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Microsoft Windows 8 Operating System Forum

    
Microsoft is bringing back the Start Menu
bill




msg:4660207
 12:35 am on Apr 4, 2014 (gmt 0)

http://mashable.com/2014/04/02/universal-windows-apps/ [mashable.com]

Microsoft: Yes, We're Bringing Back the Start Menu

In a surprise announcement, Microsoft said it would bring back the Start Menu to the Windows desktop. It's not a part of the coming Windows 8.1 Update, but will come in a future upgrade.

 

incrediBILL




msg:4660209
 12:45 am on Apr 4, 2014 (gmt 0)

I think you missed the REAL news item here:

he explained that users would be able to find apps via the menu. Users would also be able to run Modern (aka "Metro") apps within windows on the desktop.


The dual interface where you can't run apps on the desktop is the deal breaker. That's what's truly wrong with Win 8, not the start menu everyone bellyaches about.

Fix apps to run as windows on the desktop and you might strike a home run.

Problem is, it took them so long to realize their mistakes, they didn't listen to beta testers or early Win 8 customers, the damage done is irreparable.

All MS did was chase people away to Apple and Android.

The shareholders should fry everyone involved with Win 8.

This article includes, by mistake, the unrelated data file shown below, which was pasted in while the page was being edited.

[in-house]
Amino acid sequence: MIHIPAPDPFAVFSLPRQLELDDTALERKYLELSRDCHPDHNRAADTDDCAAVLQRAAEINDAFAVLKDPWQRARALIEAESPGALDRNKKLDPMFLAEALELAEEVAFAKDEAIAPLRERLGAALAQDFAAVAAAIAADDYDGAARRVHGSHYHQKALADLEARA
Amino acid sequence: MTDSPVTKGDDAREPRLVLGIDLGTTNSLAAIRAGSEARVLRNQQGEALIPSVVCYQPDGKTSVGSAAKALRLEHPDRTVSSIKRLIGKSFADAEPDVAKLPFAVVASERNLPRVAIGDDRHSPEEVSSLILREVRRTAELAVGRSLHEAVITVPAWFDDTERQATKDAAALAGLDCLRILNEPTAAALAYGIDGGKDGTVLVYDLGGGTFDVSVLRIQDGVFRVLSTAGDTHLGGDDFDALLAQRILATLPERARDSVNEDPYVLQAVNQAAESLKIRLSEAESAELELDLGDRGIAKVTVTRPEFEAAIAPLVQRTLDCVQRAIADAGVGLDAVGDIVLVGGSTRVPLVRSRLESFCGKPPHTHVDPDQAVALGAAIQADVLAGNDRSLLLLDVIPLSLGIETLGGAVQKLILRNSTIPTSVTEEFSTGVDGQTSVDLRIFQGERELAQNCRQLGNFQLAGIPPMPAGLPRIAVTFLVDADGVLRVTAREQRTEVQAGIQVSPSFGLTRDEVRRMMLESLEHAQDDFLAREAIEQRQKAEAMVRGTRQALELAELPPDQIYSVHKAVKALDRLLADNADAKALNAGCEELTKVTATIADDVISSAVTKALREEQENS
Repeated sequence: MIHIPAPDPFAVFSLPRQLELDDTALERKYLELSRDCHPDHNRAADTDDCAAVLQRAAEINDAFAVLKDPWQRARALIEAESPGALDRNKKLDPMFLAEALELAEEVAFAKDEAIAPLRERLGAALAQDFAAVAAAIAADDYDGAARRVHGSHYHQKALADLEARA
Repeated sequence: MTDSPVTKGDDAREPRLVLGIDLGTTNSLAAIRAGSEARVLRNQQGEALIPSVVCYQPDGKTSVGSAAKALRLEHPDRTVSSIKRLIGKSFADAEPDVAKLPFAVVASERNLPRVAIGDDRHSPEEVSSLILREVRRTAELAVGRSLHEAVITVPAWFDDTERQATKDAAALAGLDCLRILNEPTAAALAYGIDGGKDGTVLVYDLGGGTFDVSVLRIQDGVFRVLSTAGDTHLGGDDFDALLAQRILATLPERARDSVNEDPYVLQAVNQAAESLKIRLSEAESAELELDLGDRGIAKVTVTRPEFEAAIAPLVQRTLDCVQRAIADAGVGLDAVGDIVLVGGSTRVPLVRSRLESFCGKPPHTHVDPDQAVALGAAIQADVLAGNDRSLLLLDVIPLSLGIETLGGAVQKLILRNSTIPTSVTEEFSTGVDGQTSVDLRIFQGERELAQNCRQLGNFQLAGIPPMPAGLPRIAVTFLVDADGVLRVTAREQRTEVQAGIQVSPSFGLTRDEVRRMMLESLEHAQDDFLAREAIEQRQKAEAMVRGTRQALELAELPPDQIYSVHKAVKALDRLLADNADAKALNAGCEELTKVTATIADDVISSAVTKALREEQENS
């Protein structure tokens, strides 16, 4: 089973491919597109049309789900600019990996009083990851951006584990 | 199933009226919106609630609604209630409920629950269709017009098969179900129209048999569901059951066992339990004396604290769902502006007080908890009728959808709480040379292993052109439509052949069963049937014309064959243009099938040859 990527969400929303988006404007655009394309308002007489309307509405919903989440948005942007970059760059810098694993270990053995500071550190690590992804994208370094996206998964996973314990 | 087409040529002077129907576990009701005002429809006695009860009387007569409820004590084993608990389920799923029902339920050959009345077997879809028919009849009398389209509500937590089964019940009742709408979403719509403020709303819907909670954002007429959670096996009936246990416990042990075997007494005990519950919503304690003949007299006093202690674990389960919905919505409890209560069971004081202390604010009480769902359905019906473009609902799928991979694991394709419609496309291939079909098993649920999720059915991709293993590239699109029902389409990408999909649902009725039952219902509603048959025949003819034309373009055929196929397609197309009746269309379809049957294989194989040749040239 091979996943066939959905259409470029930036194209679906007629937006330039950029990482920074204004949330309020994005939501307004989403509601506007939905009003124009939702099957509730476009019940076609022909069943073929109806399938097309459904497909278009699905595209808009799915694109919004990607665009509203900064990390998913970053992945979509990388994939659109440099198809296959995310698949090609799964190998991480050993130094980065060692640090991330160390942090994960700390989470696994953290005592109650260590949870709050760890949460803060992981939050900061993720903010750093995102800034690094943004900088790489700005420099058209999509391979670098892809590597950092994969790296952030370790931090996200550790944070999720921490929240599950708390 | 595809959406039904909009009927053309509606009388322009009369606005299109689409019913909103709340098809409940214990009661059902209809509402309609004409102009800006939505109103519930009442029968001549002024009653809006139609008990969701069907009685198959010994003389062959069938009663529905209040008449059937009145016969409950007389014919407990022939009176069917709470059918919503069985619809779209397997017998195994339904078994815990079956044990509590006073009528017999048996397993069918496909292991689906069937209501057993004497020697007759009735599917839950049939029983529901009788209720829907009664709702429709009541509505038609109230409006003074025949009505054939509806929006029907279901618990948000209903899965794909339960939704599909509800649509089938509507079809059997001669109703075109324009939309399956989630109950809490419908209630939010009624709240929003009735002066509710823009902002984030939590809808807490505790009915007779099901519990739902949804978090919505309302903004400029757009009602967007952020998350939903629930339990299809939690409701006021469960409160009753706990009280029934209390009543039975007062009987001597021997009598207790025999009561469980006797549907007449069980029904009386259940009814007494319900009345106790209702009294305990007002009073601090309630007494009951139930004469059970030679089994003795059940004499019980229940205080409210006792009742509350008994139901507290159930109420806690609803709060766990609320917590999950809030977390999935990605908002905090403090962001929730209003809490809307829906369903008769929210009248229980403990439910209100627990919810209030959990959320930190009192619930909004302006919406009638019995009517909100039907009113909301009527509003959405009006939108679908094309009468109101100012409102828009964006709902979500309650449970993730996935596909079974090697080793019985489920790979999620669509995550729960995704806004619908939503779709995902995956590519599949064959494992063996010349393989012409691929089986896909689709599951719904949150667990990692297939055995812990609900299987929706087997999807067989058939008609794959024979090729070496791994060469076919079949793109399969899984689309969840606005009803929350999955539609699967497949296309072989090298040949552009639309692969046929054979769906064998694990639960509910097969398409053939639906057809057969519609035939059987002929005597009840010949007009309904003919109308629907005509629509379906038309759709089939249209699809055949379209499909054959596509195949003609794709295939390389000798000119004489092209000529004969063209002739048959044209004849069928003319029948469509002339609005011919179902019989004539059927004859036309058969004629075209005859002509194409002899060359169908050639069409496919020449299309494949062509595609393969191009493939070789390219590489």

IanCP




msg:4660243
 4:04 am on Apr 4, 2014 (gmt 0)

Hmmm, call me a simpleton, but how difficult is it to produce on the same CD two distinctly different versions? Yes, I buy the real deal.

a) Mobile, Apps, Tablet or whatever you kids call the latest "all swinging, all dancing, Mickey Mouse thingy"

b) A fully functional up-to-date 32/64 bit "No Frills" Desktop version?

Before any of you get all "smarty pants? I can well recollect on a very ancient forum, on a very ancient internet, in the days of Windows 3.1, when a very smart fellow developed an application for Win 3.1 [Oops! shouldn't that be "App" in today's vernacular?].

Yep, you could quarantine Mr. Microsoft's "bloat", and then later optionally delete files never - ever used.

Back in the days RAM and HD space were at a premium!

Do they NEVER learn?

Yes I'm probably an old curmudgeon - but I have both feet on the ground.

ogletree




msg:4660285
 5:50 am on Apr 4, 2014 (gmt 0)

Windows is not that important to Microsoft. Most of their money comes from Office and most people that buy office are going to get windows no matter what. I bet Windows is free in the near future.

graeme_p




msg:4660296
 7:12 am on Apr 4, 2014 (gmt 0)

All MS did was chase people away to Apple and Android.


Really? When did you last see an office full of Macs or Android machines?

engine




msg:4660318
 8:25 am on Apr 4, 2014 (gmt 0)

It's not chased people away from Windows, imho, it's made them want to hang on to their old (XP and Win7) machines.